Do you tend to forget to water your plants or would you just like to go away for a few days? Don’t worry, self-watering planter boxes are there to help you out. Buying a self-watering planter can be expensive, but don’t fret, you can make your own DIY watering system at home.
Self-watering planters are designed to make life easier for all plant lovers, here’s how they work.
What is a self-watering planter?
Self-watering planters contain an inbuilt system that allows your plants access to water over a period of time without drowning them. These types of planters are very handy, whether you have a large operation or are just off for a long weekend away.
Self-watering planters work with a pipe system that is filled up with water. It is quite simple to make your own DIY watering system for planters that don’t have one.
How to Build a DIY self-watering planter box
If you don’t have a planter box, you can buy one or make one yourself. There are lots of articles on this website that explain how to build different kinds of planter boxes. Simply find the plans you like and start building.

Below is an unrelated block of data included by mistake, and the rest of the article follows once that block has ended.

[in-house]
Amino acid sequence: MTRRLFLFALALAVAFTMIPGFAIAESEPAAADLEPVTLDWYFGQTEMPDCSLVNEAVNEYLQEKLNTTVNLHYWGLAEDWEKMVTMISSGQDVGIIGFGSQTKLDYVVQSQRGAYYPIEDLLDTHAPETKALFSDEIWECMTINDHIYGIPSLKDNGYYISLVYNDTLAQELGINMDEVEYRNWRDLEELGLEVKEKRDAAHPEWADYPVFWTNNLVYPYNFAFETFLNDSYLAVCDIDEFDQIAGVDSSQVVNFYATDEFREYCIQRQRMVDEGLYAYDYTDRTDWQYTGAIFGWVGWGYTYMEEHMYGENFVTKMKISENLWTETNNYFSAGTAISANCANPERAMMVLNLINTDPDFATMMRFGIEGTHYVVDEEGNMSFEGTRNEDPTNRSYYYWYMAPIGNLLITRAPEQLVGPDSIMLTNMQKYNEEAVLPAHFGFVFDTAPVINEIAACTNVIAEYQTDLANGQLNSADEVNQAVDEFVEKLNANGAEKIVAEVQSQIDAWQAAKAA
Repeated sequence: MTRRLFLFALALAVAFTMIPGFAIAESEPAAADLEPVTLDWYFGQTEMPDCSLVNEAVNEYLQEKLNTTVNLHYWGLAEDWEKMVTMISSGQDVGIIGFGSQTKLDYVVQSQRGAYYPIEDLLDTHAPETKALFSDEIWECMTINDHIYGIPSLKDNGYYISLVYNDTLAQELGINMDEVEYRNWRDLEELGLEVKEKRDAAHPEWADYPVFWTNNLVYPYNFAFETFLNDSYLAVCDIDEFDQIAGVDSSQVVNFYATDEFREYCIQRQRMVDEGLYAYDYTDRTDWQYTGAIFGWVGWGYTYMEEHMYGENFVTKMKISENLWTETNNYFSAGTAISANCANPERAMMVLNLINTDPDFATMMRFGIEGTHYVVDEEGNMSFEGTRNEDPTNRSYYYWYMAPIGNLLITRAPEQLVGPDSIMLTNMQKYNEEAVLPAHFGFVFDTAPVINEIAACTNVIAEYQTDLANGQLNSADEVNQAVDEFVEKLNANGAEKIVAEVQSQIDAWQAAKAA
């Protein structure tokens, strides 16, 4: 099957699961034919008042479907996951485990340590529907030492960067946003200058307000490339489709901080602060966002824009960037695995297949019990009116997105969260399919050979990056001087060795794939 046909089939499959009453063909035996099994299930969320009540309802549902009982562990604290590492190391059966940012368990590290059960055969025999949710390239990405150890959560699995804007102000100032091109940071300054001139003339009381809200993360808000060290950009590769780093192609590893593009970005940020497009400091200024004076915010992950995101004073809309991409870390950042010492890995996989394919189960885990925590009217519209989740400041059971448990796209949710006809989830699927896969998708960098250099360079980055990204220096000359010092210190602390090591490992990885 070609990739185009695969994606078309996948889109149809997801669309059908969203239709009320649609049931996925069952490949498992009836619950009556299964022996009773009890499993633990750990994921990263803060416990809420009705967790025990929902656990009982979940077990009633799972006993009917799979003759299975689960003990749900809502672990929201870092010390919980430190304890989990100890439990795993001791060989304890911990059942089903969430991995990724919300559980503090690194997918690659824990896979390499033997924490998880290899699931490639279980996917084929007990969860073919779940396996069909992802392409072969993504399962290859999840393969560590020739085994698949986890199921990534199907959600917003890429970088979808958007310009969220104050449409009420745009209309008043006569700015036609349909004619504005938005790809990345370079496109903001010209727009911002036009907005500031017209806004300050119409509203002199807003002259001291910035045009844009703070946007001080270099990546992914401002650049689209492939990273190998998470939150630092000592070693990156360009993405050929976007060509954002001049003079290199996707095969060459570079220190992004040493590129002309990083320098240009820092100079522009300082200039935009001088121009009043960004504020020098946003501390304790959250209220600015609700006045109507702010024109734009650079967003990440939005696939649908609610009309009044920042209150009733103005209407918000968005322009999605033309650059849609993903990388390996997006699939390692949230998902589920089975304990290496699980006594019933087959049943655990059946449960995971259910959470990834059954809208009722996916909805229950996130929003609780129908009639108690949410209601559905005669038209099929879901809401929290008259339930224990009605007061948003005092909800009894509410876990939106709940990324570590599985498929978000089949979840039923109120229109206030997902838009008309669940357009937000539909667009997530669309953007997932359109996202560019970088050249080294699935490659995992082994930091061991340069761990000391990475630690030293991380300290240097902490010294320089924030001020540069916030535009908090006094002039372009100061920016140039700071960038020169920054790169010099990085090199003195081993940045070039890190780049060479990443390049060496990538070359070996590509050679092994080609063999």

- How to Build a Simple Stone Planter Box
- How to Build a Planter Box Out of Wood
- How to Make a Pallet Planter Box
- How to Build a Window Planter Box and What to Plant in it
- How to Make a Gutter Planter Box (with Ideas)
Once you have a planter box, you can address the self-watering system. Here’s what you’ll need for this project:
- Carpenter stapler
- Tape measure
- Utility knife
- Drill and spade drill bit
- Wood glue
- Corrugated perforated drain pipe
- 2 PVC pipes
- ¾ inch flexible tube
- Plastic liner
- Duct tape
Building a self watering planter:
Once you have all the supplies and tools ready, take the following steps to set up your self-watering system:
Step 1: Line the planter
To line your planter, get out your carpenter stapler and plastic lining. The liner will protect your planter against excess moisture which in turn prolongs the durability of the planter. This is possible due to the liner slowing down the rotting process since contact with moisture is limited.
Use a measuring tape to measure the inside of the planter and then the plastic liner. This will help you to figure out how big the liner needs to be. Make neat cuts in the liner once you’re happy with the measurements.